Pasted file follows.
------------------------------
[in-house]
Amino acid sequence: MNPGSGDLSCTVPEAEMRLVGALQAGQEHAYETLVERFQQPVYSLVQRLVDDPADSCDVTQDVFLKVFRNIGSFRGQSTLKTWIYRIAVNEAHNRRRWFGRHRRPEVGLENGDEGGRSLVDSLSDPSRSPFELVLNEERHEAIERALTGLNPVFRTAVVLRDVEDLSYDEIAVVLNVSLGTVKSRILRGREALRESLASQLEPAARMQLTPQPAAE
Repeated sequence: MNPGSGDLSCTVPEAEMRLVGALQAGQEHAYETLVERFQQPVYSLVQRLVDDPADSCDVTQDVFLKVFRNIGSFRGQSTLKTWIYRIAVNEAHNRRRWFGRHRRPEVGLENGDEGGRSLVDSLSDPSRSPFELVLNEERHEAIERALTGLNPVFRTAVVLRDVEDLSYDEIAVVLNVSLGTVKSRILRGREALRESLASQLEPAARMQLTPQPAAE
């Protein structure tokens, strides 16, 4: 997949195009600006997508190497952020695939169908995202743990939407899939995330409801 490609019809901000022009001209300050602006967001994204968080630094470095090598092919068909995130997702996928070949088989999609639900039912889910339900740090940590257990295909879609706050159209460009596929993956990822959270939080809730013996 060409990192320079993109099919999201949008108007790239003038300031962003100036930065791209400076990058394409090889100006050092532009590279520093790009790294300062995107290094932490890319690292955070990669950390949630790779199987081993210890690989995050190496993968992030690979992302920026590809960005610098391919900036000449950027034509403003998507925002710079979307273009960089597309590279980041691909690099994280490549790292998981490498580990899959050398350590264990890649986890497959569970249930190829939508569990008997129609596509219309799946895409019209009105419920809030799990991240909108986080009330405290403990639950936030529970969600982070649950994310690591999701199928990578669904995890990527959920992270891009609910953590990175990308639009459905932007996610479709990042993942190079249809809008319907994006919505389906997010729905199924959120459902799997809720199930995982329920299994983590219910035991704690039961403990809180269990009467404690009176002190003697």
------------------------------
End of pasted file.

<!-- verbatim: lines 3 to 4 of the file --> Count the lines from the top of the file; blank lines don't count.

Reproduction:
Repeated sequence: MNPGSGDLSCTVPEAEMRLVGALQAGQEHAYETLVERFQQPVYSLVQRLVDDPADSCDVTQDVFLKVFRNIGSFRGQSTLKTWIYRIAVNEAHNRRRWFGRHRRPEVGLENGDEGGRSLVDSLSDPSRSPFELVLNEERHEAIERALTGLNPVFRTAVVLRDVEDLSYDEIAVVLNVSLGTVKSRILRGREALRESLASQLEPAARMQLTPQPAAE
């Protein structure tokens, strides 16, 4: 997949195009600006997508190497952020695939169908995202743990939407899939995330409801 490609019809901000022009001209300050602006967001994204968080630094470095090598092919068909995130997702996928070949088989999609639900039912889910339900740090940590257990295909879609706050159209460009596929993956990822959270939080809730013996 060409990192320079993109099919999201949008108007790239003038300031962003100036930065791209400076990058394409090889100006050092532009590279520093790009790294300062995107290094932490890319690292955070990669950390949630790779199987081993210890690989995050190496993968992030690979992302920026590809960005610098391919900036000449950027034509403003998507925002710079979307273009960089597309590279980041691909690099994280490549790292998981490498580990899959050398350590264990890649986890497959569970249930190829939508569990008997129609596509219309799946895409019209009105419920809030799990991240909108986080009330405290403990639950936030529970969600982070649950994310690591999701199928990578669904995890990527959920992270891009609910953590990175990308639009459905932007996610479709990042993942190079249809809008319907994006919505389906997010729905199924959120459902799997809720199930995982329920299994983590219910035991704690039961403990809180269990009467404690009176002190003697």